Failed academic Frank Nichols and his wife, Eudora, have arrived in the sleepy Georgia town of Whitbrow, where Frank hopes to write a history of his family's old estate-the Savoyard Plantation- and the horrors that occurred there. At first, the quaint, rural ways of their new neighbors seem to be everything they wanted. But there is an unspoken dread that the townsfolk have lived with for generations. A presence that demands sacrifice.
It comes from the shadowy woods across the river, where the ruins of Savoyard still stand. Where a longstanding debt of blood has never been forgotten.
A debt that has been waiting patiently for Frank Nichols's homecoming...
Hardcover, 368 pages
Expected publication: September 6th 2011 by Ace Hardcover
ISBN: 0441020674 (ISBN13: 9780441020676)
The prologue is gripping. I ran through it like I was being chased, the few pages that it was. Mysterious and fascinating, but it went down hill from there. Christopher Buehlman rambles on and on and on. So much happens that is thought inside Frankie’s head. Pages and pages of his war dreams. And the sex. Yes, I know they’re young and in love, but we can get the idea without the gratuitous mentions of sex and sex acts? So much of this book is filler. Fluff. And NOT the good kind.
A period piece set in the mid 1930s, but you don’t find this out until you’re through the third chapter. Many things didn’t make sense until I knew the time period. I can appreciate a period piece, and Those Across the River is good a being a period novel. The language, the character's interactions, the melancholy overtones are all colored in a way that screams “1930s Rural Georgia” at the top of it’s lungs (well, I can assume they are since I’ve never been to 1930-something rural Georgia; I was born in the ‘80s and have only been to modern day rural Georgia, and only occasionally at that). I like that Buehlman wrote in Southern dialect when the locals “spoke",” but did not over do it. So, take out “those across the river,” and you're left with a simple period novel.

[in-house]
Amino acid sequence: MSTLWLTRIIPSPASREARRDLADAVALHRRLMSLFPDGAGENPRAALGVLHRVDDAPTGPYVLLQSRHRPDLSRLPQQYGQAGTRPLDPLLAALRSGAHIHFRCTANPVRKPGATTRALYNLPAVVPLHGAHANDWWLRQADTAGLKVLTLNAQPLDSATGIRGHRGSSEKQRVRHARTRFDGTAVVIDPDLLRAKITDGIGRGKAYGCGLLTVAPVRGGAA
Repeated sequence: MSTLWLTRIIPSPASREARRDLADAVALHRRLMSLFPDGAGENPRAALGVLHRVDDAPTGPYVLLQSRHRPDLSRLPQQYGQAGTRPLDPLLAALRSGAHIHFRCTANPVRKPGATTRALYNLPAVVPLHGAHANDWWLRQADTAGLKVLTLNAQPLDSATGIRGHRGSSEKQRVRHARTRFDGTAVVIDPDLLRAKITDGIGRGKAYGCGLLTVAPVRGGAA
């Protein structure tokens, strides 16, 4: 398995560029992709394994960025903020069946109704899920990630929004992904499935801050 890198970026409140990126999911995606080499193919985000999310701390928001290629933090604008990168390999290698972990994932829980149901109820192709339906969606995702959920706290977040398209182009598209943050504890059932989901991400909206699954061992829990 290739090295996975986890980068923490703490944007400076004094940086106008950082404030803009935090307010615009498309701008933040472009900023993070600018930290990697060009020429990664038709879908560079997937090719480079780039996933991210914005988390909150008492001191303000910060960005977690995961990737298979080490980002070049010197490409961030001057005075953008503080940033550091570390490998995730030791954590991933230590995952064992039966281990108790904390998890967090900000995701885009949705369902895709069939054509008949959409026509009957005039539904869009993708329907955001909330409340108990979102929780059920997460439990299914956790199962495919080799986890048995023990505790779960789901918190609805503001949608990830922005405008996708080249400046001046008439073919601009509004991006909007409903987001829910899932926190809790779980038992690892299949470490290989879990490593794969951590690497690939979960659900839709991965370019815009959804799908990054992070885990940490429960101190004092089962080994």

41% of my way through the book (my Kobo Touch keeps track of my progress that way…LOVE IT!) one tiny bit of scary has happened. Sure, daily life in 1930s Whitbrow, GA is interesting—getting a soda at the drug store, sitting on the park bench watching the tea roses grow, going to town hall meetings. The absolute most interesting part of this book so far is Martin Cramner, the taxidermist: he gets arrested for “public drunkenness and indecency and maybe vandalism, too” (page 140) after making a crown out of the town’s precious tea roses and proceeding to pee on the poor de-flowered plants. After 140 pages of dullness, shouldn’t there have been something more exciting happen? Where is all the shadowy creepiness from the plantation? Where is the excitement from the prologue??? The description did not do this book justice—it made it sound WAY better than it turned out to be.
It gets better, but only barely. The last, oh, 100ish pages are pretty good. ***SPOILER ALERT*** The town gets attacked, you see it coming, like the fat kid being the first one out in dodge ball. So, they get a posse together and cross the river a second time. Crazy good stuff happens (though fairly predictable). From there through the end of the book I COULD NOT STOP READING! And, for once, I find a book with a satisfyingly great ending. Oh, the glorious ending—it couldn’t have been better.
The question on everyone’s mind: Does the small amount of good preside over the bad? No. I forced myself through this book for the sake of review, since the publishers were kind enough to let me read it through netGalley, bored with every verbose page, long-winded thought, and blandly simple prose. There could have been a much better book salvaged from the wreckage that is Those Across the River. Do you get the feeling I hate this book? Because I do. I hate just about everything about this book, except for the ending. Not because the book was finally over, but because the last couple of pages were beautiful. It was a disappointing, tedious to read, and unnecessarily vulgar book.
1.5 Stars: Let this book cross the river alone.
*This book was provided to me by the publishers through netGalley*